Jules Witcover

While the eyes of the White House are glued on the popular upheavals in Libya, Egypt, Tunisia and Yemen, another regional outburst that threatens to be an American embarrassment has been unfolding in the U.S. client state in Iraq.

In Baghdad and other population centers, another "Day of Rage" late last week brought thousands into the streets charging the government of Prime Minister Nouri al-Maliki and local officials across the country with corruption and failure to provide electricity and other services.

According to the reputable Economist magazine and other sources, demonstrators tore down parts of a wall blocking a bridge from Tahrir Square in Baghdad to the fortified Green Zone that houses the parliament on other government offices. Riot police were turned loose on the mob, using water cannons and live ammunition to dispel it, with as many as 29 deaths reported.

Prior to the announced demonstration, Maliki had warned that pro-Baathist and al-Qaida elements would be involved. But other observers challenged the contention. An Iraq historian at the Norwegian Institute of International Affairs, Reidar Visser, wrote on the Iraq Business News site that "the striking aspect" of the demonstrations "was their national character."

Kurds criticized the Kurdish parties, Shiites were "challenging the hegemony of Maliki's 'all-Shiite' alliance" and Sunnis were rallying against local Sunni politicians, Visser wrote. In these protests in recent weeks across Iraq, he said, "in terms of slogans and demands, there are signs of a true synthesis of genuine nationwide opposition to the supposed 'government of national partnership' " formed only last December.

Observing that the Maliki regime "is in crisis," he wrote that protests "could induce more Iraqi politicians to think carefully about the virtues of taking part in a government that seems to care more for itself than the Iraqi people." Under attack, he went on, "are some of the very principles underlying the deal-making that led to the formation of the current government, despite its so-called 'democratic' facade."

At the same time, Reuters reported that Grand Ayatollah Ali al-Sistani, regarded as the ostensibly nonpolitical but most influential cleric in Iraq, called on the Maliki regime to address more forcefully the popular allegations of official corruption, as well as the need for jobs and electric service, at the core of the protest. Also, observers from Human Rights Watch called for an investigation into the use of force against the demonstrators.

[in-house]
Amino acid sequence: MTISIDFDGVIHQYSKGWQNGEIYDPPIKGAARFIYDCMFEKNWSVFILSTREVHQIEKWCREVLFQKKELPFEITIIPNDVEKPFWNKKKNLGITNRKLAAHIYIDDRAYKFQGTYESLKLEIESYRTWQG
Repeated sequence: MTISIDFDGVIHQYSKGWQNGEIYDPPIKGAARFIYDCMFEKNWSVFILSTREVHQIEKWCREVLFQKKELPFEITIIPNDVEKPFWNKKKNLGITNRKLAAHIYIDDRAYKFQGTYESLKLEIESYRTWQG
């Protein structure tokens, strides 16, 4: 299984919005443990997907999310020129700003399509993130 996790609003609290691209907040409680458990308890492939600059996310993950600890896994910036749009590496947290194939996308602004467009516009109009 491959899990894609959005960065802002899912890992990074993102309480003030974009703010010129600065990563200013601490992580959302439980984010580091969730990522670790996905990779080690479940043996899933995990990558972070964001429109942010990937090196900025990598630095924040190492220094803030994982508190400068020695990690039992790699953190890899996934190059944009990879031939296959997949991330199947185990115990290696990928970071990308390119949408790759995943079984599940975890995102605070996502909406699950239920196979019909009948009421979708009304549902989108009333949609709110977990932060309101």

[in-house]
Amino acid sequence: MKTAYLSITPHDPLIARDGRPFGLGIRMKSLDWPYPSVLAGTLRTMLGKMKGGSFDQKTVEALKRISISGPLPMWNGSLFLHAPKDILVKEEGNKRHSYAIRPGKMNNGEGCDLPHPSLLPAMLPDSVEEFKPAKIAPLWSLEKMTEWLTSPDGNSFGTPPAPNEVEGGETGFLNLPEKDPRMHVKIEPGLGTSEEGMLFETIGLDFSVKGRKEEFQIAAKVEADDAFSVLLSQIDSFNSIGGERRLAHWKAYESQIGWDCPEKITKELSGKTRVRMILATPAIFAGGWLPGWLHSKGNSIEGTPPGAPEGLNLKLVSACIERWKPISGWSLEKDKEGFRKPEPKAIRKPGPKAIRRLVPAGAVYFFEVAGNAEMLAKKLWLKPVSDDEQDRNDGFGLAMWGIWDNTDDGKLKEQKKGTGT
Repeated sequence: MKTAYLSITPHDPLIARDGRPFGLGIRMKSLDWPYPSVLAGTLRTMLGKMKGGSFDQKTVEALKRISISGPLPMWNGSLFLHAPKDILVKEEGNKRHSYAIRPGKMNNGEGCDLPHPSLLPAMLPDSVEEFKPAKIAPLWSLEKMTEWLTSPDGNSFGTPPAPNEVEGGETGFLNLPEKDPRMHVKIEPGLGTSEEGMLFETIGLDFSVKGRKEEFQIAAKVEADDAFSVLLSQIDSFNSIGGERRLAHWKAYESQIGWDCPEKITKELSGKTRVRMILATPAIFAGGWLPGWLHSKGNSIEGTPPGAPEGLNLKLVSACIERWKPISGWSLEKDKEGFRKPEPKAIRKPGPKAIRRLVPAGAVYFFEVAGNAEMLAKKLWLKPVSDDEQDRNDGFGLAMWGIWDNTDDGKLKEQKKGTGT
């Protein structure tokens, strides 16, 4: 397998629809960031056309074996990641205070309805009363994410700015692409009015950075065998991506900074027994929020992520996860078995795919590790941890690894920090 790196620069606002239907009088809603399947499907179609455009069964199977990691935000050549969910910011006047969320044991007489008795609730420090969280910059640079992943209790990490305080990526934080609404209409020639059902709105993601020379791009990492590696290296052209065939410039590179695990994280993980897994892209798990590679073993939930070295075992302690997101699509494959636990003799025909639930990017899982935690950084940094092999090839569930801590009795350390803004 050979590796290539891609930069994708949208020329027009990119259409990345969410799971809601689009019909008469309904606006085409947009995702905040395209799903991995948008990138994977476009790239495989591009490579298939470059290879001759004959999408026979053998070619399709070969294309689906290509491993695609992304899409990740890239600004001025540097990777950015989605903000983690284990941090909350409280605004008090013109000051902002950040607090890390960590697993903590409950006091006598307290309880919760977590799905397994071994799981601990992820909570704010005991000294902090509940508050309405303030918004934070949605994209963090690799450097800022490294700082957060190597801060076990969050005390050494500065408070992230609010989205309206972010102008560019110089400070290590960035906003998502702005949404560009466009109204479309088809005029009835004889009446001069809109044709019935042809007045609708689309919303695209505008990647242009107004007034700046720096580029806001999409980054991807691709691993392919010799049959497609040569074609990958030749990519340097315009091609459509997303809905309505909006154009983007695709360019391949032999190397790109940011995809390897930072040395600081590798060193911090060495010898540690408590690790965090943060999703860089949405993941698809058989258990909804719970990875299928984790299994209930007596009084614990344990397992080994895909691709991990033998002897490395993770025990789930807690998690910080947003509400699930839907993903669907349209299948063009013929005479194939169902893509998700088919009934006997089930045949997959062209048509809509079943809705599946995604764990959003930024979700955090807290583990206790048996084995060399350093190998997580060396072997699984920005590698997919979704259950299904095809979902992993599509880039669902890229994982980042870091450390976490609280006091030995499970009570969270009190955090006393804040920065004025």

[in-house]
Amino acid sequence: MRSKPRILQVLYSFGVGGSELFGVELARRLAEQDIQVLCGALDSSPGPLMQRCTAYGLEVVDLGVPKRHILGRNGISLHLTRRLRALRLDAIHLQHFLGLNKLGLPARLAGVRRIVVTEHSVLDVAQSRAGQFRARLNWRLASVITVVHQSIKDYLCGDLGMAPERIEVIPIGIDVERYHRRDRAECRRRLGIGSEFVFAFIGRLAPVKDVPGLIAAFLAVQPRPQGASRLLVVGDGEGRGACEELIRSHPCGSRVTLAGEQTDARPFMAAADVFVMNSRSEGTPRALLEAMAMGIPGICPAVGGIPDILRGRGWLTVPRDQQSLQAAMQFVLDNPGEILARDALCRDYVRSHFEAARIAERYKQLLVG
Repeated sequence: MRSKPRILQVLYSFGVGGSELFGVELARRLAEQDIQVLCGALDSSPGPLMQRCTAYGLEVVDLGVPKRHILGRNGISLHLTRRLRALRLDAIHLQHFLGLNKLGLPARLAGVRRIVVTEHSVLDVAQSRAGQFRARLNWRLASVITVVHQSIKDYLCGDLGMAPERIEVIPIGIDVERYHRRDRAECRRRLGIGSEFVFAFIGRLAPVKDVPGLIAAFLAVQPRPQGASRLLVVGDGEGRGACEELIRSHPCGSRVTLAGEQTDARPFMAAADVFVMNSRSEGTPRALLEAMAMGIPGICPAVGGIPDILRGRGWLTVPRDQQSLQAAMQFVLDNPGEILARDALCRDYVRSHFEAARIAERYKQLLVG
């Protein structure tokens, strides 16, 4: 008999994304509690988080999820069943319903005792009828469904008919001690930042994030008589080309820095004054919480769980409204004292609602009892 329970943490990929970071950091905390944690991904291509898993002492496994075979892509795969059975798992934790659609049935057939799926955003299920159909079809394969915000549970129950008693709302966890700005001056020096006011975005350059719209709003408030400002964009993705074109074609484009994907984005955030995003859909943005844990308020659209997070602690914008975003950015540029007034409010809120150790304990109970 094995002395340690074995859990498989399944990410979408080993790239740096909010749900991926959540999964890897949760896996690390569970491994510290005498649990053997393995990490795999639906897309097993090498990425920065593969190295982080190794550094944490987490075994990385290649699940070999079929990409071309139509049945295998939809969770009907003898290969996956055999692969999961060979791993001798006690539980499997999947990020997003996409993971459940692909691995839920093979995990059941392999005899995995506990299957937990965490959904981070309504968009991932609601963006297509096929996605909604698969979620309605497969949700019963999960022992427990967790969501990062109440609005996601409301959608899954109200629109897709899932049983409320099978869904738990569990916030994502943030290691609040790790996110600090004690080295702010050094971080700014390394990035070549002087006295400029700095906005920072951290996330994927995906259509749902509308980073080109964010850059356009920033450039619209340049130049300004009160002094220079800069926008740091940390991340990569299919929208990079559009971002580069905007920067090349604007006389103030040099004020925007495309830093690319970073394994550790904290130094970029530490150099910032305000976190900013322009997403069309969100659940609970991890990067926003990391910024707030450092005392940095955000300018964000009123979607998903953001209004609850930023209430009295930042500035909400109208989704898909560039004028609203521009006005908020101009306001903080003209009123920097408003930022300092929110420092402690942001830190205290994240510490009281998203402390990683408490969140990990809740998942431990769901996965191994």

Among about 300 people rounded up and arrested by Iraqi security forces, according to The Washington Post, were journalists who had covered the Tahrir Square demonstration. It quoted four who were subsequently released saying they had been handcuffed, blindfolded, beaten and threatened with execution by soldiers from an army intelligence unit. The Post also reported that a Baghdad television station had been shut down by security forces who also arrested key broadcast personnel.

On the day after the "Day of Rage," the Post said, an armed attack by insurgents on the largest oil refinery in Iraq in the city of Baiji, about 125 miles north of Baghdad, killed four guards and an engineer. The refinery was shut down to repair damages from a detonated bomb.

Because the peaceful demonstration in Baghdad was not aimed at overthrowing the Maliki regime but rather to pressure it to clean up corruption in its ranks and provide promised utility services, the use of Iraqi security forces to quell it had to be an embarrassment to the Obama administration, which is training and financing them.

When President Obama declared the withdrawal of all U.S. combat forces from Iraq complete last August, he said American non-combat personnel would remain to finish the training of Iraqi army, police and security elements but would be out by the end of this year. The employment of Iraqi security forces to repress and even attack peaceful demonstrators against the Maliki regime's shortcomings presents persuasive ammunition to critics of any continued American involvement with that regime.

Walking away from Iraq after nearly eight years of controversial U.S. engagement in Iraq, and the long attempt install a democratic state there, is proving to be a messy and trying coda to the whole calamitous foreign policy misadventure.


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